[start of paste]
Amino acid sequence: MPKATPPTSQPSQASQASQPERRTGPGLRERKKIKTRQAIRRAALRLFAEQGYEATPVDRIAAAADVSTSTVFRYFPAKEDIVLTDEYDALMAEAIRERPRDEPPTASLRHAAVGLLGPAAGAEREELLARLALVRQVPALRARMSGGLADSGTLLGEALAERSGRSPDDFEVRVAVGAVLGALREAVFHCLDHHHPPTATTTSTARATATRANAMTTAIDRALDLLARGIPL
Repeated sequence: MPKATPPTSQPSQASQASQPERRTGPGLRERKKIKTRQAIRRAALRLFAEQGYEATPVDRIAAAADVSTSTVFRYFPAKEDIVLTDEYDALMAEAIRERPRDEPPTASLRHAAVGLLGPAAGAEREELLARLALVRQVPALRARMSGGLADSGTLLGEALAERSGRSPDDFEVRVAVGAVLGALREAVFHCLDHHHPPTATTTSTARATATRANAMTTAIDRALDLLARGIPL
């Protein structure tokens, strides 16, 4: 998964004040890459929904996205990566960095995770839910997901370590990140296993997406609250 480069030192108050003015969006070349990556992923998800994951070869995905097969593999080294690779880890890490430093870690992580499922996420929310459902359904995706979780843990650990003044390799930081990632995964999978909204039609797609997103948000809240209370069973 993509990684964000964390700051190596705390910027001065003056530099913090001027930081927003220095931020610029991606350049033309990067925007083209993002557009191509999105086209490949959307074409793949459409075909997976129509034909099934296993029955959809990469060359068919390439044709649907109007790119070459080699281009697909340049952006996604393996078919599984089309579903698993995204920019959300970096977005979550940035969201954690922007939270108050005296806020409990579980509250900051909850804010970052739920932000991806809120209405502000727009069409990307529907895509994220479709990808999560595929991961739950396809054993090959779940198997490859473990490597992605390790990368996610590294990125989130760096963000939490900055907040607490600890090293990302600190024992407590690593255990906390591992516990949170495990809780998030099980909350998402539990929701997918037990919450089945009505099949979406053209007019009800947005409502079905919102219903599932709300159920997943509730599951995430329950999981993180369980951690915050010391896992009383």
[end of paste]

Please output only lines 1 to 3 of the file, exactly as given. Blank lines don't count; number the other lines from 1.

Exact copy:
Amino acid sequence: MPKATPPTSQPSQASQASQPERRTGPGLRERKKIKTRQAIRRAALRLFAEQGYEATPVDRIAAAADVSTSTVFRYFPAKEDIVLTDEYDALMAEAIRERPRDEPPTASLRHAAVGLLGPAAGAEREELLARLALVRQVPALRARMSGGLADSGTLLGEALAERSGRSPDDFEVRVAVGAVLGALREAVFHCLDHHHPPTATTTSTARATATRANAMTTAIDRALDLLARGIPL
Repeated sequence: MPKATPPTSQPSQASQASQPERRTGPGLRERKKIKTRQAIRRAALRLFAEQGYEATPVDRIAAAADVSTSTVFRYFPAKEDIVLTDEYDALMAEAIRERPRDEPPTASLRHAAVGLLGPAAGAEREELLARLALVRQVPALRARMSGGLADSGTLLGEALAERSGRSPDDFEVRVAVGAVLGALREAVFHCLDHHHPPTATTTSTARATATRANAMTTAIDRALDLLARGIPL
């Protein structure tokens, strides 16, 4: 998964004040890459929904996205990566960095995770839910997901370590990140296993997406609250 480069030192108050003015969006070349990556992923998800994951070869995905097969593999080294690779880890890490430093870690992580499922996420929310459902359904995706979780843990650990003044390799930081990632995964999978909204039609797609997103948000809240209370069973 993509990684964000964390700051190596705390910027001065003056530099913090001027930081927003220095931020610029991606350049033309990067925007083209993002557009191509999105086209490949959307074409793949459409075909997976129509034909099934296993029955959809990469060359068919390439044709649907109007790119070459080699281009697909340049952006996604393996078919599984089309579903698993995204920019959300970096977005979550940035969201954690922007939270108050005296806020409990579980509250900051909850804010970052739920932000991806809120209405502000727009069409990307529907895509994220479709990808999560595929991961739950396809054993090959779940198997490859473990490597992605390790990368996610590294990125989130760096963000939490900055907040607490600890090293990302600190024992407590690593255990906390591992516990949170495990809780998030099980909350998402539990929701997918037990919450089945009505099949979406053209007019009800947005409502079905919102219903599932709300159920997943509730599951995430329950999981993180369980951690915050010391896992009383």